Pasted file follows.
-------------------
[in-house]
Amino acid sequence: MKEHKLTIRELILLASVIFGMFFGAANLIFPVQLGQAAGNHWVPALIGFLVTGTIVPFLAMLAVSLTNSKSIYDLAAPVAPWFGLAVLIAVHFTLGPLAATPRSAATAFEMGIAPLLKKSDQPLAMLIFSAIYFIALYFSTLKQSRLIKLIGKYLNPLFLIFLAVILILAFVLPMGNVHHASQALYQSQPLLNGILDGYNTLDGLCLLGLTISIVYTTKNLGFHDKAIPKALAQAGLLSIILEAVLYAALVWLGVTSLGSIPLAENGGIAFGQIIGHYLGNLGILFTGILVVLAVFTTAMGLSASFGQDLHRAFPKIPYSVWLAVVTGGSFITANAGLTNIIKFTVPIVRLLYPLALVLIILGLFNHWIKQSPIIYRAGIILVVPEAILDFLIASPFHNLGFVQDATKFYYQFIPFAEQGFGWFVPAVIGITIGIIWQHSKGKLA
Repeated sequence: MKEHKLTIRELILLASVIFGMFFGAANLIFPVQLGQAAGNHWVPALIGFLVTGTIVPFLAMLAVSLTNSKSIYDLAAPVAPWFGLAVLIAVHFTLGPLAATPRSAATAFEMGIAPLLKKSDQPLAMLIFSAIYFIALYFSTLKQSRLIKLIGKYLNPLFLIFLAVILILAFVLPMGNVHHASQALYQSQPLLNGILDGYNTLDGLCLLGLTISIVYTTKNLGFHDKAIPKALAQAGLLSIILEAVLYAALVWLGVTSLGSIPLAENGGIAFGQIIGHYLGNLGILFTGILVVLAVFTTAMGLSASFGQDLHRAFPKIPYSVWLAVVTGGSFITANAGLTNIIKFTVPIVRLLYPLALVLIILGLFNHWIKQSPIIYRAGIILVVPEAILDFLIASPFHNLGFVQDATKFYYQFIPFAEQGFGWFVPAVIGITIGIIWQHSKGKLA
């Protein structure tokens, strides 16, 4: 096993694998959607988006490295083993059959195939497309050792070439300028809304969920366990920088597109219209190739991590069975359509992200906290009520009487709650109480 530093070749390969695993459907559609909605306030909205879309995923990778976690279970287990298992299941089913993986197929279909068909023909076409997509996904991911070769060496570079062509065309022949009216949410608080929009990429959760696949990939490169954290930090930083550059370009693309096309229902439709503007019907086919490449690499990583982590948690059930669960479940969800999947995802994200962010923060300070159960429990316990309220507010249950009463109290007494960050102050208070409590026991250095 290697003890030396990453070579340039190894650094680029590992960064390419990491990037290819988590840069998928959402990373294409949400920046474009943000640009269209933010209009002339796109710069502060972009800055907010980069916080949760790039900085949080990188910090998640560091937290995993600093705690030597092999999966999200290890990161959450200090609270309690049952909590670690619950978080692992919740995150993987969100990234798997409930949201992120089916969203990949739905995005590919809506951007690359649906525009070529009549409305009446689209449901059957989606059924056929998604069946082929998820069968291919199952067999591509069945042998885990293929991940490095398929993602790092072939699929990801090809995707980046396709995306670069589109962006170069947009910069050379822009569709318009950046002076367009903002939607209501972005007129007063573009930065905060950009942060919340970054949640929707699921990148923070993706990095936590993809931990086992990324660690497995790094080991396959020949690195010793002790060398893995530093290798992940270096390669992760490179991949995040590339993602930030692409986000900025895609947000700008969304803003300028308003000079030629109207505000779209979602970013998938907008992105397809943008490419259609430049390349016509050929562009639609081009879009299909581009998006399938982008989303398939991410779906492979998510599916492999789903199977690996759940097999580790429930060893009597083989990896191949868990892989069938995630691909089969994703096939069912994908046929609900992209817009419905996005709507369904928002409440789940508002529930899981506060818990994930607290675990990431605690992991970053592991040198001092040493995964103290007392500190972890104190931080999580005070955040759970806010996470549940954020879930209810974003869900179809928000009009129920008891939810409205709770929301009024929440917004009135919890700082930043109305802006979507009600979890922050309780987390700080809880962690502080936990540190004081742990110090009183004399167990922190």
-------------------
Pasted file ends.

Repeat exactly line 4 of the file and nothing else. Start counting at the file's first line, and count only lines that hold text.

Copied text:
């Protein structure tokens, strides 16, 4: 096993694998959607988006490295083993059959195939497309050792070439300028809304969920366990920088597109219209190739991590069975359509992200906290009520009487709650109480 530093070749390969695993459907559609909605306030909205879309995923990778976690279970287990298992299941089913993986197929279909068909023909076409997509996904991911070769060496570079062509065309022949009216949410608080929009990429959760696949990939490169954290930090930083550059370009693309096309229902439709503007019907086919490449690499990583982590948690059930669960479940969800999947995802994200962010923060300070159960429990316990309220507010249950009463109290007494960050102050208070409590026991250095 290697003890030396990453070579340039190894650094680029590992960064390419990491990037290819988590840069998928959402990373294409949400920046474009943000640009269209933010209009002339796109710069502060972009800055907010980069916080949760790039900085949080990188910090998640560091937290995993600093705690030597092999999966999200290890990161959450200090609270309690049952909590670690619950978080692992919740995150993987969100990234798997409930949201992120089916969203990949739905995005590919809506951007690359649906525009070529009549409305009446689209449901059957989606059924056929998604069946082929998820069968291919199952067999591509069945042998885990293929991940490095398929993602790092072939699929990801090809995707980046396709995306670069589109962006170069947009910069050379822009569709318009950046002076367009903002939607209501972005007129007063573009930065905060950009942060919340970054949640929707699921990148923070993706990095936590993809931990086992990324660690497995790094080991396959020949690195010793002790060398893995530093290798992940270096390669992760490179991949995040590339993602930030692409986000900025895609947000700008969304803003300028308003000079030629109207505000779209979602970013998938907008992105397809943008490419259609430049390349016509050929562009639609081009879009299909581009998006399938982008989303398939991410779906492979998510599916492999789903199977690996759940097999580790429930060893009597083989990896191949868990892989069938995630691909089969994703096939069912994908046929609900992209817009419905996005709507369904928002409440789940508002529930899981506060818990994930607290675990990431605690992991970053592991040198001092040493995964103290007392500190972890104190931080999580005070955040759970806010996470549940954020879930209810974003869900179809928000009009129920008891939810409205709770929301009024929440917004009135919890700082930043109305802006979507009600979890922050309780987390700080809880962690502080936990540190004081742990110090009183004399167990922190």